Secondly, I’m irritated and disappointed with Blockbuster and its kin in the world of traditional media corporations.  This is partially because I work for one of those corporations and, I’m pretty sure that in about ten years, my job will be obsolete.  But it really comes down to the widely recognized and basic fact that they didn’t see it coming.  All of the huge multibillion dollar, international, media conglomerates never anticipated that at some point, they would have to evolve.  Now, they’re all either playing catch up or shutting down, which just leads to more inconvenience for me.  As a result of the online digital revolution and deficient and/or greedy business strategies, there are fewer and fewer places to go shopping for media of any kind, but especially music and movies.  I freely admit that iTunes is a wonderful thing.  It is amazing that you can open up a computer program and buy music, movies, TV shows, and what have you from all over world and from a wide variety of sources and then put in all onto a little device that fits in your pocket.  It truly is a miracle of modern technology that we pretty much take for granted now.  Just like I took video and music stores for granted my whole life.

When I first came to New York as a college student, I was impressed by the size of music stores here.  An HMV at 72nd Street and Broadway had two floors.  That was nothing compared to the Tower Records near Lincoln Center whose classical music section alone was the size of any entire music store in the malls back home.  When the Virgin Megastore opened up in Times Square, some of my fellow students and I made a pilgrimage to check out the reason for all hype.  One of my companions looked at the multiple escalators, flat screen monitors and aisles upon aisles of CDs, and breathed, “Yeah, it’s pretty mega.”  He was right. Walking into that store wasn’t just shopping, it was an experience.  Listening stations lined the walls, a DJ played a more diverse song list than most radio stations, you could find just about anything that had ever been put on a CD or DVD, and it had a multiplex movie theater right inside!  But each chain, had its own brand and its own personality.  HMV was dark with moody pink and purple highlights, a Brit pop rebel that never quite got over the 80s. Tower, on the other hand, felt like the super cool, sunny California native that it was, with huge windows and airy spaces. None of these retail chains exists in the United States anymore, but they can all be found on the internet, where the shopping experience is exactly the same as at any other online store, the only difference is the logo on the home page.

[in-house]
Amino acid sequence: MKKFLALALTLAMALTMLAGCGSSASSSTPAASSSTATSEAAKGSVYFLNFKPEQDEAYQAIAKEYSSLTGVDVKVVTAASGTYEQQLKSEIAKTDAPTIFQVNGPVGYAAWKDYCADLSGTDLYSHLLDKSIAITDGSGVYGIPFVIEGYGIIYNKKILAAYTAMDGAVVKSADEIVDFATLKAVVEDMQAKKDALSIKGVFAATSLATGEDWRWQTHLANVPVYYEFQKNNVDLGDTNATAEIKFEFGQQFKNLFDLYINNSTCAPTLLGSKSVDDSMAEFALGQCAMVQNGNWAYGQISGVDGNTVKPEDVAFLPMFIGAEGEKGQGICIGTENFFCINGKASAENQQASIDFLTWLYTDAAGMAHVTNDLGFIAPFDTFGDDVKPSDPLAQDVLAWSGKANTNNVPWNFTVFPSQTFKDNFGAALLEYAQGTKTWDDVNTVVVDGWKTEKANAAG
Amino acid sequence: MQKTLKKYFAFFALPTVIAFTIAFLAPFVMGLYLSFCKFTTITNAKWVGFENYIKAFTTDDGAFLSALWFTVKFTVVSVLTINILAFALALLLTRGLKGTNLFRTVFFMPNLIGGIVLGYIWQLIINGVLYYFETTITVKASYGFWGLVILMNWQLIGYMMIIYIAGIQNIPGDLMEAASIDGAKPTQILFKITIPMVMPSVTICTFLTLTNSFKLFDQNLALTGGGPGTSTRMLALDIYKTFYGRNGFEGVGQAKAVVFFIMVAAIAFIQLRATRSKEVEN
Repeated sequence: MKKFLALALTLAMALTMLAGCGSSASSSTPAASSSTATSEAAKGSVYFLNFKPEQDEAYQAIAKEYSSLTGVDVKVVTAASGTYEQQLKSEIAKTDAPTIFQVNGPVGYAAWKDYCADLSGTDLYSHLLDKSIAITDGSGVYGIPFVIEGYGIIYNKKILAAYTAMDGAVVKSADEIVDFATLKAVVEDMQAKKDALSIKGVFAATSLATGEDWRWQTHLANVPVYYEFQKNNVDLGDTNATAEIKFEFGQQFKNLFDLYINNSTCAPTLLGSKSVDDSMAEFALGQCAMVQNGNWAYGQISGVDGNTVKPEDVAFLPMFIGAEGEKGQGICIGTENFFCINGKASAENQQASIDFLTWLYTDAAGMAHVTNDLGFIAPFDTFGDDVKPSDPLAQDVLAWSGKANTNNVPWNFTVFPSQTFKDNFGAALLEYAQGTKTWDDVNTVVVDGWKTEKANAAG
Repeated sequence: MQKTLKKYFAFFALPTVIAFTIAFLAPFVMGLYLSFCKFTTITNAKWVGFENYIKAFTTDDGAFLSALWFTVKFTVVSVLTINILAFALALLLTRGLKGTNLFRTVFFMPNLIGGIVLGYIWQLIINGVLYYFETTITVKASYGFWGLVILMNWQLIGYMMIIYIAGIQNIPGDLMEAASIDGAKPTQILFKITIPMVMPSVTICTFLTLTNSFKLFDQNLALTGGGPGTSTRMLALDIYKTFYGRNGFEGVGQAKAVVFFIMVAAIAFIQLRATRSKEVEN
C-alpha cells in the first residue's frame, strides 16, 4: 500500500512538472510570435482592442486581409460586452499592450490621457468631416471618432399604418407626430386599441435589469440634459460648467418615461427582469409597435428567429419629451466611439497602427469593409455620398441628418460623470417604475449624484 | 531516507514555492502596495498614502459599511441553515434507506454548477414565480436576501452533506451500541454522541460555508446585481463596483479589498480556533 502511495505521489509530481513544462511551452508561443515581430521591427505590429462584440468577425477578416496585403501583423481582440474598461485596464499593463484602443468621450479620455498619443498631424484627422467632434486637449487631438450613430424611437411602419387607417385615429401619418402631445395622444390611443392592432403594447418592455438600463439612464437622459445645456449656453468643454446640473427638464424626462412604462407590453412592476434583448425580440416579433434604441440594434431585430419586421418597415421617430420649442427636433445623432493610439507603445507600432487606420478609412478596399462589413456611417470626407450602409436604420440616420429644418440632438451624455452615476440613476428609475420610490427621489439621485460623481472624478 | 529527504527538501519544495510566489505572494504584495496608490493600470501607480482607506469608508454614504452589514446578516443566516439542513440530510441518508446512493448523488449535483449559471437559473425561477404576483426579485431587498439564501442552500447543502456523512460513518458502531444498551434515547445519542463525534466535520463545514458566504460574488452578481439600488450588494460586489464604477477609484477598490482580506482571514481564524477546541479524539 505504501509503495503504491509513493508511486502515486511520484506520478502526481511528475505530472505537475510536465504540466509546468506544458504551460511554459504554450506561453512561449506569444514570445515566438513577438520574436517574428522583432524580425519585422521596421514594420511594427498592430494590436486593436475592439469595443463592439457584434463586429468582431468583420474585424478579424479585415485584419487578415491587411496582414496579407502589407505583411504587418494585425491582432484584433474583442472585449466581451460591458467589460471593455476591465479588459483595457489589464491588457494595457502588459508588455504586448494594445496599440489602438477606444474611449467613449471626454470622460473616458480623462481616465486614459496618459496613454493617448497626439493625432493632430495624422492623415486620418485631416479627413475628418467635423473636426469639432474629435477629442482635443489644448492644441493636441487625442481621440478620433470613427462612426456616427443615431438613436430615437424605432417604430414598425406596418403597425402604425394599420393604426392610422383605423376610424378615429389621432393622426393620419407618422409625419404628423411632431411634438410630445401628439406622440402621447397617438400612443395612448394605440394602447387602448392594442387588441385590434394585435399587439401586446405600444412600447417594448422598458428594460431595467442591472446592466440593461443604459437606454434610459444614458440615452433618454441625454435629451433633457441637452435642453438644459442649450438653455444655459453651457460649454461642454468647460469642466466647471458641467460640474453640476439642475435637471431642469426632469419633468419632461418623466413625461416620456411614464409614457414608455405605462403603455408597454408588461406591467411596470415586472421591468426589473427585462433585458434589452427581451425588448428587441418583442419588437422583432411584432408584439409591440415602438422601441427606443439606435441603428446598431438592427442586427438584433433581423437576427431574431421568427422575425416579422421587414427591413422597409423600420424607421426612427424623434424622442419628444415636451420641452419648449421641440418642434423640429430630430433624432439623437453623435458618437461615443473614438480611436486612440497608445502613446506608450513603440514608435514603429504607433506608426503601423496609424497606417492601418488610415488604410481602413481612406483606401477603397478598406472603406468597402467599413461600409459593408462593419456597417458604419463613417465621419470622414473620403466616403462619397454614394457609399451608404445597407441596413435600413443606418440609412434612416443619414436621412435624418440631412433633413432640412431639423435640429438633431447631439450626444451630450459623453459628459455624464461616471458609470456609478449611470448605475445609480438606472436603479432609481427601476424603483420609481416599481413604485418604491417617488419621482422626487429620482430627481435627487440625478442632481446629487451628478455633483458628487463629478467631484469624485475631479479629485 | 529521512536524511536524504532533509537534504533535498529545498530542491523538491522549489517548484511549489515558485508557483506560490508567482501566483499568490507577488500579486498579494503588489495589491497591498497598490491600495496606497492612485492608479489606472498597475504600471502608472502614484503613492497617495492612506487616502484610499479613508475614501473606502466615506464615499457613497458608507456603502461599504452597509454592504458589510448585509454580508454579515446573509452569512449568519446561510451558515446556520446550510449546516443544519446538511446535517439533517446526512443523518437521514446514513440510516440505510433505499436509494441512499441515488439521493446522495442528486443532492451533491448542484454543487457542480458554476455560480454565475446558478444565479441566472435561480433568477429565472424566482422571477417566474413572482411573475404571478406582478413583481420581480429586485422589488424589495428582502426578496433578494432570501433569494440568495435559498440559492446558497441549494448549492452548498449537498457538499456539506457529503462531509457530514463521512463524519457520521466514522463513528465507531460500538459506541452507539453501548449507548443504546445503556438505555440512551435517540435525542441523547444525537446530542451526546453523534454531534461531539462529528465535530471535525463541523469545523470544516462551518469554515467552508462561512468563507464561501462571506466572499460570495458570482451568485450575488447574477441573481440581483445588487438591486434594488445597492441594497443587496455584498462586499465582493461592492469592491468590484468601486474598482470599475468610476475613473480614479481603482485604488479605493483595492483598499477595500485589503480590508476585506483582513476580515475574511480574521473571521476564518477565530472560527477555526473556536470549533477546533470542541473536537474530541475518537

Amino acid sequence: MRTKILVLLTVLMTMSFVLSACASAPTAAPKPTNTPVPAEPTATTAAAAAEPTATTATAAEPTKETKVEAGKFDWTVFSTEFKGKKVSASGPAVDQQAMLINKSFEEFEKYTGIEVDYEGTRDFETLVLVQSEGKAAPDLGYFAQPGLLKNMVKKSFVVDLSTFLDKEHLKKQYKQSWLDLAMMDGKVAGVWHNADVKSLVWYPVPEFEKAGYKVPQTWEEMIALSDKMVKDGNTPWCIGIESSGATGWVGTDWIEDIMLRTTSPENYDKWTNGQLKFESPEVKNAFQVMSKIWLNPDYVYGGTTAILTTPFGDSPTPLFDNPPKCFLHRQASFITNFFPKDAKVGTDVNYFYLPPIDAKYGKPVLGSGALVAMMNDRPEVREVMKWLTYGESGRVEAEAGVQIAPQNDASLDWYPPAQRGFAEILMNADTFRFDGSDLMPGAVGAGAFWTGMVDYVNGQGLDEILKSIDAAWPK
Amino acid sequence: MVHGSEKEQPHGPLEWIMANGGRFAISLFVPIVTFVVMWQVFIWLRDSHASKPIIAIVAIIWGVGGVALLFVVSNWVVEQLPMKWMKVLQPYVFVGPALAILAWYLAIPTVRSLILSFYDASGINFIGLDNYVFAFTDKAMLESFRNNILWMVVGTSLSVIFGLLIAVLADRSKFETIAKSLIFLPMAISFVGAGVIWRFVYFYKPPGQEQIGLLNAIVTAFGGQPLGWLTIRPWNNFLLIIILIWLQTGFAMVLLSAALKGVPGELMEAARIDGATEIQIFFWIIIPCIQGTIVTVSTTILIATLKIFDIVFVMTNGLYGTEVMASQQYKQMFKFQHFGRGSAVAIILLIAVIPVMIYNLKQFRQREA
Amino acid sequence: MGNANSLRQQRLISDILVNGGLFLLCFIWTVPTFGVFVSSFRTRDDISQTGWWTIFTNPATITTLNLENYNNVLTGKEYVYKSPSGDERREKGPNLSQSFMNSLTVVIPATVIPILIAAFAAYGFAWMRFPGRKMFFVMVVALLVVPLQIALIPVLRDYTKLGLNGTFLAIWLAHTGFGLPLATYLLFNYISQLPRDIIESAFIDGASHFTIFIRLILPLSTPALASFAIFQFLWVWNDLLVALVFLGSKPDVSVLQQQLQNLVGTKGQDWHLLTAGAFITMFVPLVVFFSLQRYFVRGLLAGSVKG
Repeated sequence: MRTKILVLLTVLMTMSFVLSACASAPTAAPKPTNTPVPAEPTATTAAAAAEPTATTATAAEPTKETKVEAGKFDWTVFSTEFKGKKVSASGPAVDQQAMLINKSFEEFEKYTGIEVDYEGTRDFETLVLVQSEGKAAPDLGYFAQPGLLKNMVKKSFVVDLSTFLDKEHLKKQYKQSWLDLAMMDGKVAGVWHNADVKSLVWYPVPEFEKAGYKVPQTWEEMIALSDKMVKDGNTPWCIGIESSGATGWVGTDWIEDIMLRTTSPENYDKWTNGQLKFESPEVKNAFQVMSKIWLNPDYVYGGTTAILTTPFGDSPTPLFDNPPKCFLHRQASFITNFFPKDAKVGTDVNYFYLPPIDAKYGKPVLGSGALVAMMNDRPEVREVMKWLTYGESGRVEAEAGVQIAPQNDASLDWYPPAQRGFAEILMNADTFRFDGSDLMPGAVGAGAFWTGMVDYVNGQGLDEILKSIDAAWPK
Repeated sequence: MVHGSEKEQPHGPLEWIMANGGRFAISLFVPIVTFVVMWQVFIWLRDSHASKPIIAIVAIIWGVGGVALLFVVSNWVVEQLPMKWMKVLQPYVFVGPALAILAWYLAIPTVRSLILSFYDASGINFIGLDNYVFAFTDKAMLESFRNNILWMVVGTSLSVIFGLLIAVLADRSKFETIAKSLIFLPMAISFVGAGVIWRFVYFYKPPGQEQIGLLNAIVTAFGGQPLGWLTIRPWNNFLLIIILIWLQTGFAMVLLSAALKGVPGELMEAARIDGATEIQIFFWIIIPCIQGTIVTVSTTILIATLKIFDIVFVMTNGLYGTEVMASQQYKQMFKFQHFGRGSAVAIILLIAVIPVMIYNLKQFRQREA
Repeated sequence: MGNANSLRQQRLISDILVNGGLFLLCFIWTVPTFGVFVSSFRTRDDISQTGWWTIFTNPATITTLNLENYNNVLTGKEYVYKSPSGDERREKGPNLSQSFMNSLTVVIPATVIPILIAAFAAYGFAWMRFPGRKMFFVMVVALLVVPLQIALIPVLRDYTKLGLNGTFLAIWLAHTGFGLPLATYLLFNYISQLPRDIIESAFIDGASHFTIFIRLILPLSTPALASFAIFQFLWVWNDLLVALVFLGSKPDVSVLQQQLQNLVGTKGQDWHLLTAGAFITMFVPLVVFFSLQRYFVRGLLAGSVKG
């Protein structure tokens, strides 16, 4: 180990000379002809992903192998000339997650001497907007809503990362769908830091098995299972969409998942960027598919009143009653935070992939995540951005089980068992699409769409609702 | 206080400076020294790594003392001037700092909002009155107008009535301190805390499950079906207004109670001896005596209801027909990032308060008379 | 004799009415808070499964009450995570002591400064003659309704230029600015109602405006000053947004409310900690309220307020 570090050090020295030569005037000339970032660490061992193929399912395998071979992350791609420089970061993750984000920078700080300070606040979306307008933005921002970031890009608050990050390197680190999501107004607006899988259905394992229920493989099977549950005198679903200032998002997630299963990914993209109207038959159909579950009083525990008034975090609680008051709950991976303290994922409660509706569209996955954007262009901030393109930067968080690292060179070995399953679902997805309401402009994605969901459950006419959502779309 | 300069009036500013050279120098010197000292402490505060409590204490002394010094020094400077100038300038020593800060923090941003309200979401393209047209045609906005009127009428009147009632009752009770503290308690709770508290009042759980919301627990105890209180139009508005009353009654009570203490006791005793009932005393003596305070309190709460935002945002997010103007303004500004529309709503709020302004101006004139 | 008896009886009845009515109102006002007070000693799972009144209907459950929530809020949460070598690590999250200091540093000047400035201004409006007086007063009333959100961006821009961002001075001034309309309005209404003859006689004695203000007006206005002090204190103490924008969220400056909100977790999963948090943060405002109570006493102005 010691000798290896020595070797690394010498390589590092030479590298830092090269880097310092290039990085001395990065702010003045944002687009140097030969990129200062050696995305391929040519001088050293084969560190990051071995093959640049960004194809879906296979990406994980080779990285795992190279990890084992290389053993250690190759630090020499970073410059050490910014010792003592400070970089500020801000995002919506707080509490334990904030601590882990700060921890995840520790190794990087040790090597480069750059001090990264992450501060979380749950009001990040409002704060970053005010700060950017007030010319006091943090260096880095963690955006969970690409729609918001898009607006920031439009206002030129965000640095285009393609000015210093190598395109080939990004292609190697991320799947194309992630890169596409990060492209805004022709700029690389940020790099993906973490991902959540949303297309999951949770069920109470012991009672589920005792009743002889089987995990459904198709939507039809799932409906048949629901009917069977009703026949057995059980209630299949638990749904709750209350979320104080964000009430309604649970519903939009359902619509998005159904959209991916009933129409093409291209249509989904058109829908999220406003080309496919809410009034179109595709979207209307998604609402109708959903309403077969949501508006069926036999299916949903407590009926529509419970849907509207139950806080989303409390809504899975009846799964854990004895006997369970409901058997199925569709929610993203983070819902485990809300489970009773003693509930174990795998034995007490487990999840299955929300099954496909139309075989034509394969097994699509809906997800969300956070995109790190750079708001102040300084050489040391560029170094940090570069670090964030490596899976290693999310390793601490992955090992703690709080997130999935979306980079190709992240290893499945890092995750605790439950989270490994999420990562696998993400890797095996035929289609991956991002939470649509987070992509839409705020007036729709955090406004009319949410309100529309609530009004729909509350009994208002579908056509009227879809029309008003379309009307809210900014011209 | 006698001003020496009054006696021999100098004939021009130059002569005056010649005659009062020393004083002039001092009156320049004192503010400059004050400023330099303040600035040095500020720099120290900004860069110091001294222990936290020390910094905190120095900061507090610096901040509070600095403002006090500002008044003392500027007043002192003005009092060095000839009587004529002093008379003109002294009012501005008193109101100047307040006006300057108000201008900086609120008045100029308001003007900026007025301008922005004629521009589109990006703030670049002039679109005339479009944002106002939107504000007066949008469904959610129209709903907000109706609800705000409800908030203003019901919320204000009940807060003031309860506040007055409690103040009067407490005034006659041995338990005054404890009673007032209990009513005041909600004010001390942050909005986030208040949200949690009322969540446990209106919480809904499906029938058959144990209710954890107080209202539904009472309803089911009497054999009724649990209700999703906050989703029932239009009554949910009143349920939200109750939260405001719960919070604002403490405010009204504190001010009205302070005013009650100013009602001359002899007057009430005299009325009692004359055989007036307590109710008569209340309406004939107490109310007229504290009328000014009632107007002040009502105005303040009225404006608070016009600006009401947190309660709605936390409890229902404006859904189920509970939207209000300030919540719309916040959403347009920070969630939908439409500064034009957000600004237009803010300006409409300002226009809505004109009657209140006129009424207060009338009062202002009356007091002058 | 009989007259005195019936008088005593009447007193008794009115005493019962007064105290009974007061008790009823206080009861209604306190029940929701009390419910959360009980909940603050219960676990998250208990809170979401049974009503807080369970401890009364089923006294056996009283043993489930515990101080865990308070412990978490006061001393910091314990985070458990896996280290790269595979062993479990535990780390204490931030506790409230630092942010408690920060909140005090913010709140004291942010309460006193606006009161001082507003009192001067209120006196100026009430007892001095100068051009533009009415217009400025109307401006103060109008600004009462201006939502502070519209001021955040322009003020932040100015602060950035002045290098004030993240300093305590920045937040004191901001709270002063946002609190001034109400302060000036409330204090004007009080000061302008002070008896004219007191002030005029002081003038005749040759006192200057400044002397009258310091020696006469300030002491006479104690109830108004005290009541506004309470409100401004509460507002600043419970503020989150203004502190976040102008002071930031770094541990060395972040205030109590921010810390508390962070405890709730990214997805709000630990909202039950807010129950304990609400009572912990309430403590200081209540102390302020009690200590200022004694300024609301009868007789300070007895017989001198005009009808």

Which brings me back to my point that for a culture so obsessed with shopping, we are gradually losing our venues for it.  Yes, I know, anything you can find in a store, you can also find on a website.  Point, click, type in a few crucial numbers, click again and eventually the item will show up at your door, or possibly your office mailroom.  But that means you have to wait for it to get to you, wait until it is already yours, before you can touch it, look at it, or decide whether or not it fits or the color is right.  And if you don’t like it, you’re either stuck with it or you have to go through the process of sending it back.  What’s wrong with the old fashioned method of going to a store, walking around, looking at the options, standing at a listening station, asking a salesperson’s or fellow shopper’s opinion?  I love the immediacy of seeing something in a store and knowing that I like it and want it and can walk out with it in my hand.  I enjoy looking around and seeing what other people are looking at or listening to or talking about.  And what’s more convenient than being able to run to a store and pick something up?